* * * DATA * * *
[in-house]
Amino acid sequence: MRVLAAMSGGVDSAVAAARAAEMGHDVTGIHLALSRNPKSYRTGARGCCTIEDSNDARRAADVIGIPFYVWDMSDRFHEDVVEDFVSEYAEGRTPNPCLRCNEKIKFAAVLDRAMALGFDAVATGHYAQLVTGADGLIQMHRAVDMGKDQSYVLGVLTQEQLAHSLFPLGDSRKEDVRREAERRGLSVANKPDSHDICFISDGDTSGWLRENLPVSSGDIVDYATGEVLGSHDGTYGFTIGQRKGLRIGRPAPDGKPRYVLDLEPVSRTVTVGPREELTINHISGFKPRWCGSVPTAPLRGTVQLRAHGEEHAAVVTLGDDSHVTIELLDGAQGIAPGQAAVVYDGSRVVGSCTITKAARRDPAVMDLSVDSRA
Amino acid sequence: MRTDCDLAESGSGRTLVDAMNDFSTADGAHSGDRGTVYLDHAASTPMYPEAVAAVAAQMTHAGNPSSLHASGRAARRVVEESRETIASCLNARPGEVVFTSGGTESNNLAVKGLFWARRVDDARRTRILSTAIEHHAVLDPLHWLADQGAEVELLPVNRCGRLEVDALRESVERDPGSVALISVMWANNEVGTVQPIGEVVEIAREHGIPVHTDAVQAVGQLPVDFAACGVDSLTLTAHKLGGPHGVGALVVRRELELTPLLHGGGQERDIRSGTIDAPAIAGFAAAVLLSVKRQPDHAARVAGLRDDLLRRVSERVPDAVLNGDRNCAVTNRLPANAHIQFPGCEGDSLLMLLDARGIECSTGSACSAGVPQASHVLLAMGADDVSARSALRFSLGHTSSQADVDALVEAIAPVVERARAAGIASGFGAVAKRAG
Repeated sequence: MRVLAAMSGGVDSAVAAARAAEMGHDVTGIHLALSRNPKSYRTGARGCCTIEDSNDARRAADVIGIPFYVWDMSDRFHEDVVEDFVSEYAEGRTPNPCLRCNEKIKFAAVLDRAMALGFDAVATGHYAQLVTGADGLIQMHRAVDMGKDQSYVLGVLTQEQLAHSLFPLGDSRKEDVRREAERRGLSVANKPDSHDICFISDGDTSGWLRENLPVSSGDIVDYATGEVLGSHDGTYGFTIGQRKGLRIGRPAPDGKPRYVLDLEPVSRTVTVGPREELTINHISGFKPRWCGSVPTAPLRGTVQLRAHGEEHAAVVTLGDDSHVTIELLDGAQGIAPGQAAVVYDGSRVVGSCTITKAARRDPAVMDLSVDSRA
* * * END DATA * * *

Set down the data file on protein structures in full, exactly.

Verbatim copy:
[in-house]
Amino acid sequence: MRVLAAMSGGVDSAVAAARAAEMGHDVTGIHLALSRNPKSYRTGARGCCTIEDSNDARRAADVIGIPFYVWDMSDRFHEDVVEDFVSEYAEGRTPNPCLRCNEKIKFAAVLDRAMALGFDAVATGHYAQLVTGADGLIQMHRAVDMGKDQSYVLGVLTQEQLAHSLFPLGDSRKEDVRREAERRGLSVANKPDSHDICFISDGDTSGWLRENLPVSSGDIVDYATGEVLGSHDGTYGFTIGQRKGLRIGRPAPDGKPRYVLDLEPVSRTVTVGPREELTINHISGFKPRWCGSVPTAPLRGTVQLRAHGEEHAAVVTLGDDSHVTIELLDGAQGIAPGQAAVVYDGSRVVGSCTITKAARRDPAVMDLSVDSRA
Amino acid sequence: MRTDCDLAESGSGRTLVDAMNDFSTADGAHSGDRGTVYLDHAASTPMYPEAVAAVAAQMTHAGNPSSLHASGRAARRVVEESRETIASCLNARPGEVVFTSGGTESNNLAVKGLFWARRVDDARRTRILSTAIEHHAVLDPLHWLADQGAEVELLPVNRCGRLEVDALRESVERDPGSVALISVMWANNEVGTVQPIGEVVEIAREHGIPVHTDAVQAVGQLPVDFAACGVDSLTLTAHKLGGPHGVGALVVRRELELTPLLHGGGQERDIRSGTIDAPAIAGFAAAVLLSVKRQPDHAARVAGLRDDLLRRVSERVPDAVLNGDRNCAVTNRLPANAHIQFPGCEGDSLLMLLDARGIECSTGSACSAGVPQASHVLLAMGADDVSARSALRFSLGHTSSQADVDALVEAIAPVVERARAAGIASGFGAVAKRAG
Repeated sequence: MRVLAAMSGGVDSAVAAARAAEMGHDVTGIHLALSRNPKSYRTGARGCCTIEDSNDARRAADVIGIPFYVWDMSDRFHEDVVEDFVSEYAEGRTPNPCLRCNEKIKFAAVLDRAMALGFDAVATGHYAQLVTGADGLIQMHRAVDMGKDQSYVLGVLTQEQLAHSLFPLGDSRKEDVRREAERRGLSVANKPDSHDICFISDGDTSGWLRENLPVSSGDIVDYATGEVLGSHDGTYGFTIGQRKGLRIGRPAPDGKPRYVLDLEPVSRTVTVGPREELTINHISGFKPRWCGSVPTAPLRGTVQLRAHGEEHAAVVTLGDDSHVTIELLDGAQGIAPGQAAVVYDGSRVVGSCTITKAARRDPAVMDLSVDSRA